landmark on Clyde
Street in Glasgow
for many years, the clipper Carrick
is now rotting at the Scottish
Maritime Museum in Irvine
on the Firth of Clyde. Gordon Neish
at the vessel’s past – and asks if she has a future. It is almost
unbelievable that a clipper five years the senior of Cutty Sark is
being allowed to rot on a slipway in Scotland,
but that is the
fate of the City of Adelaide, also known as Carrick.
City of Adelaide was built by William Pile, Hay and Company of
Sunderland in 1864 of composite construction, with timber
on a wrought iron frame. From 1864 to 1886, the vessel ran a fast liner
service between London, Plymouth and Adelaide, making approximately
one round the world voyage every year. Purpose built to serve the
passenger trade, City of Adelaide played an important role in the
development of the colony of South Australia for nearly a quarter of a
She carried all classes of passengers - and
her first class cabins were considered to be among the finest of the
sailing ship era.
Her glory days came to a sudden end,
however. In 1887 the vessel was sold to a Dover merchant to carry coals
from the Tyne to the Thames. The following year she was sold to a
Belfast timber merchant and, until 1893, worked in the North Atlantic
bulk timber trade bringing wood into Glasgow,
Belfast and Dublin.
1893, whilst in Bowling
on the Clyde, she was
acquired by the
Corporation of the
City of Southampton,
demasted and converted to a hospital isolation ship.
Large windows were cut into the ’tween deck to bring light into
the ward. This ended her sailing days.
purchased by the Admiralty in 1923. As there was already an HMS
Adelaide she was named HMS Carrick after refit in Irvine
and towed to
to be used as a Royal Navy Reserve drill ship.
1956 she was presented to the Royal Navy Volunteer Reserve (RNVR) Club
of Scotland and moved up the Clyde to Glasgow
city centre, where she
was tethered off Clyde
Street, now named, simply, Carrick. Here she
became a local landmark, her decks and internal floors polished to
their once-high standard. People once again aspired to board the vessel.
will confess to being one of many skint-kneed weans told by the
uniformed commissionaire to “beat it” after attempting to steal a
at her plush interior. By the mid-1980s the RNVR realised that it could
not afford to maintain its floating clubrooms. Members sought ways to
secure her future and decided to give up ownership. Various bodies were
approached, including the newly-established Scottish
1990 the club gave the vessel to the
Clyde Ship Trust, who moved her to Prince’s Dock where, a year later,
she sank at her moorings. In 1992, with the encouragement
of Historic Scotland and Strathclyde Regional Council, the ship was
raised by the Scottish
Maritime Museum and towed to Irvine. She
placed on the same slipway as her conversion to HMS Carrick 69 years
political reasons restoration funding did not materialise and, in May
2000 the trustees of the Scottish
Maritime Museum applied to
North Ayshire Council for consent to demolish the ‘listed building’
City of Adelaide. After over 100 letters of objection the council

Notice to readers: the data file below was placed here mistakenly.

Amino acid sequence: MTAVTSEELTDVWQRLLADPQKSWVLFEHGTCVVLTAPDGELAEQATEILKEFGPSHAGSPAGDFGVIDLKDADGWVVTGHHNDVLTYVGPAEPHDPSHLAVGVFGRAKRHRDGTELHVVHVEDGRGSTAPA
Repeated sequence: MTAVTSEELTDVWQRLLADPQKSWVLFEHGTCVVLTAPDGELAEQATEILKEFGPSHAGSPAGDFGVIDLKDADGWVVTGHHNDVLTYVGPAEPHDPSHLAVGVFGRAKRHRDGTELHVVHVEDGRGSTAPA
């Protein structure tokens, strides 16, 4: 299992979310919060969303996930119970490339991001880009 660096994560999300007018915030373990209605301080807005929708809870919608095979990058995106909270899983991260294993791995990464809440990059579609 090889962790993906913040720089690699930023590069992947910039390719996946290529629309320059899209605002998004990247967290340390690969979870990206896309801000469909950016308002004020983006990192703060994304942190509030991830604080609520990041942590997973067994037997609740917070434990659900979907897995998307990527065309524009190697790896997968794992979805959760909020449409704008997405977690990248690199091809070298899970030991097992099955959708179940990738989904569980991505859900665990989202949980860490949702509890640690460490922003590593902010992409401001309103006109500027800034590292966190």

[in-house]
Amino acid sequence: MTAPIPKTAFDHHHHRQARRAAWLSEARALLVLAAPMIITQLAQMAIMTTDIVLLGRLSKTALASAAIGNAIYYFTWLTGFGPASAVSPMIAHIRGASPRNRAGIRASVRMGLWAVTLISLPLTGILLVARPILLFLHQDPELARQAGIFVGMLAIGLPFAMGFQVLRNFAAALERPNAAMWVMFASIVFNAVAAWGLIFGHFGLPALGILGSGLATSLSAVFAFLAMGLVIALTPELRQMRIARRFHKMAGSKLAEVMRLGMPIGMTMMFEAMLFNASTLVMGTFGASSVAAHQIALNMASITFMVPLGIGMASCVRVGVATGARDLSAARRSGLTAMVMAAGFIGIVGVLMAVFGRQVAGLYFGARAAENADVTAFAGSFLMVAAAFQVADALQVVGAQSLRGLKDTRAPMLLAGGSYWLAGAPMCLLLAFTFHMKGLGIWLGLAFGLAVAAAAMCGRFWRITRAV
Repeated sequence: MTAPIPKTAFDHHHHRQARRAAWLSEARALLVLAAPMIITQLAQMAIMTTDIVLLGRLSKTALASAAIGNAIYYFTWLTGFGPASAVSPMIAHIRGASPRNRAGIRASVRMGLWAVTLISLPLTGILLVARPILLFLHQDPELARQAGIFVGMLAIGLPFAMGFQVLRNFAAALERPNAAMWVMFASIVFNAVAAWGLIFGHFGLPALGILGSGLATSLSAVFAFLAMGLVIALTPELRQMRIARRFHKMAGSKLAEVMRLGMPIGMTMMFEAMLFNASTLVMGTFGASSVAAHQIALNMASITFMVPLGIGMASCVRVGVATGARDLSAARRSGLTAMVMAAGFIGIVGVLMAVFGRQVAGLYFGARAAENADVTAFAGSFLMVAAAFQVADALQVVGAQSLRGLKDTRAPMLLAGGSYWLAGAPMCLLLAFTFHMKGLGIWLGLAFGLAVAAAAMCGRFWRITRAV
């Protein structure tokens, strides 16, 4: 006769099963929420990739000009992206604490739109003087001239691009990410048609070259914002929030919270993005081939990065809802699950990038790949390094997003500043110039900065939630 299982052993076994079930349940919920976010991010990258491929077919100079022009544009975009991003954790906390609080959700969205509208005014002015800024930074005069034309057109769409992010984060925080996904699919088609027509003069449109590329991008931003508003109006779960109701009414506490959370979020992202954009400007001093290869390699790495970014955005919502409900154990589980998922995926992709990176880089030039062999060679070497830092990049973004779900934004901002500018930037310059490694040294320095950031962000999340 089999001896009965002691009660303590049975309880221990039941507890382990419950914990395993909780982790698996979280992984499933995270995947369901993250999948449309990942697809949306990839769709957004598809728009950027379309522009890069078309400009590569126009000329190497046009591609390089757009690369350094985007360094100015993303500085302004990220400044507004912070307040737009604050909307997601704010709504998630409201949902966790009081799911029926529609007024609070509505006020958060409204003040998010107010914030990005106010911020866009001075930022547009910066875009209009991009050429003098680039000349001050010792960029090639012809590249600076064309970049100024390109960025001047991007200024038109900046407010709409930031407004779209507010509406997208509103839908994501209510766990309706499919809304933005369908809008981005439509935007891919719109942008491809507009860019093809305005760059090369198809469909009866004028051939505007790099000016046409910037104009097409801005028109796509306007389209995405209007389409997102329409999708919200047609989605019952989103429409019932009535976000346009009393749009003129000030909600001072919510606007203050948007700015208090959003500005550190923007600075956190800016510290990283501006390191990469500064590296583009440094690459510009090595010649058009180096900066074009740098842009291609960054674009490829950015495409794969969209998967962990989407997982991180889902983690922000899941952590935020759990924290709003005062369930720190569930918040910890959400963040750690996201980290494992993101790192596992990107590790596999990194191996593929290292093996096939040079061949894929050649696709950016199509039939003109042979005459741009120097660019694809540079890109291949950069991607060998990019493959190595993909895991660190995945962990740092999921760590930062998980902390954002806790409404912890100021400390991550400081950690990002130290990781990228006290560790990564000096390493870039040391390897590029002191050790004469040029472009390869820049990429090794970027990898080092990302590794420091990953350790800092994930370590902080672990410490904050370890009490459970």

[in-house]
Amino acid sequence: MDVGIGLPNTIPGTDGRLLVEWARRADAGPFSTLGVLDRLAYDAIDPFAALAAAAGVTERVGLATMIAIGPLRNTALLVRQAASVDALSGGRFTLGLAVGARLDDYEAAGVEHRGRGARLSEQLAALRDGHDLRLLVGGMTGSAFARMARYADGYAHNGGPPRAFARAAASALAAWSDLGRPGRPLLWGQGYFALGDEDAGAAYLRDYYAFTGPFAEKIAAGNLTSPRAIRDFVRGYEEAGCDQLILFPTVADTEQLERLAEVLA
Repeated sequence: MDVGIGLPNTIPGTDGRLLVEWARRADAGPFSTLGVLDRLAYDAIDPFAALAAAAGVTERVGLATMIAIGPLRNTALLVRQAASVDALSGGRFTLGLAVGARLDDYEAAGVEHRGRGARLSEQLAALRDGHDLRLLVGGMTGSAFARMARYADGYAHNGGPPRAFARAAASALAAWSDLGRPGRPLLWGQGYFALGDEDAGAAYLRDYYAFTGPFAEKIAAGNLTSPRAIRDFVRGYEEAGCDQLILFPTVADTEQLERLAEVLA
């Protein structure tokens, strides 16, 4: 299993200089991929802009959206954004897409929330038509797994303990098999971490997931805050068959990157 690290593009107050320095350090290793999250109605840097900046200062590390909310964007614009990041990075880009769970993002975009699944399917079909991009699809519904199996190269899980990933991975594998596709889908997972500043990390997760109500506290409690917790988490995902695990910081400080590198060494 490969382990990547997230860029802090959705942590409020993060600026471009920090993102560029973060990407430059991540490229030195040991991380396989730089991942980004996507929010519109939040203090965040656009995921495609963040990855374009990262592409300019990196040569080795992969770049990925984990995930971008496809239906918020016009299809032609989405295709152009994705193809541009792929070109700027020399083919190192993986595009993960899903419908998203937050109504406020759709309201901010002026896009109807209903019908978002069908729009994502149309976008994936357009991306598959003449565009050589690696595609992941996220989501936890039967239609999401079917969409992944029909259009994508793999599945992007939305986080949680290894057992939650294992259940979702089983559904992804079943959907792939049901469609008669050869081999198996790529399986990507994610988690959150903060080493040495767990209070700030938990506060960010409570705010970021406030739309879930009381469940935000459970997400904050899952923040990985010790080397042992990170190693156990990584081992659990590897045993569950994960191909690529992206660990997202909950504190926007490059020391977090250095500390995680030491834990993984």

refused permission to demolish, leaving the museum with a headache as
slipway rental continued to accrue.
In 2003 a
businessman donated funds to keep the structure watertight while the
feasibility of restoring the vessel as a tourist adventure sailing ship
was explored. The study concluded that the cost to comply with maritime
passenger safety regulations
would make restoration more
expensive than building a replica. The businessman withdrew his
interest, leaving the museum with its original predicament. It again
applied to the council to demolish the structure.
over 130 letters of objection the council this time agreed to
deconstruction subject to conditions but, after the disastrous fire on
the Cutty Sark, the only other clipper of the period in the UK, the
2007 meeting to discuss City of Adelaide’s fate never took place. The
matter was referred to the Scottish government, which in March this
year announced that it is giving thought to four proposals for the
vessel’s future. She will either: Be removed to Sunderland to be
restored; be removed to Adelaide,
Australia to be restored; be
moved elsewhere in Scotland; or be
historical view of The City of Adelaide / HMS Carrick
skint-kneed wean, now a little older but not much wiser,would still
like to steal a peek at the interior of the Carrick – and hopes one day
to be able to do so. However, given the lack of emphasis on maritime
heritage outside the south east of England - where Cutty Sark
hugely popular attraction - he is not holding his breath.
Carrick / City of Adelaide - the world's oldest clipper ship is to make
its final trip from Scotland to the Australian city it was named after.
City of Adelaide was built in 1864 to take migrants from Europe to
Australia, was later used as a hospital ship, a training ship and
finally a clubhouse on the River Clyde in Glasgow. Recently it has been
stored on a slipway at the Scottish Maritime Museum at Irvine.
is to be transported by barge to the Thames in London, alongside its
sister ship the Cutty Sark, then by cargo boat to Australia.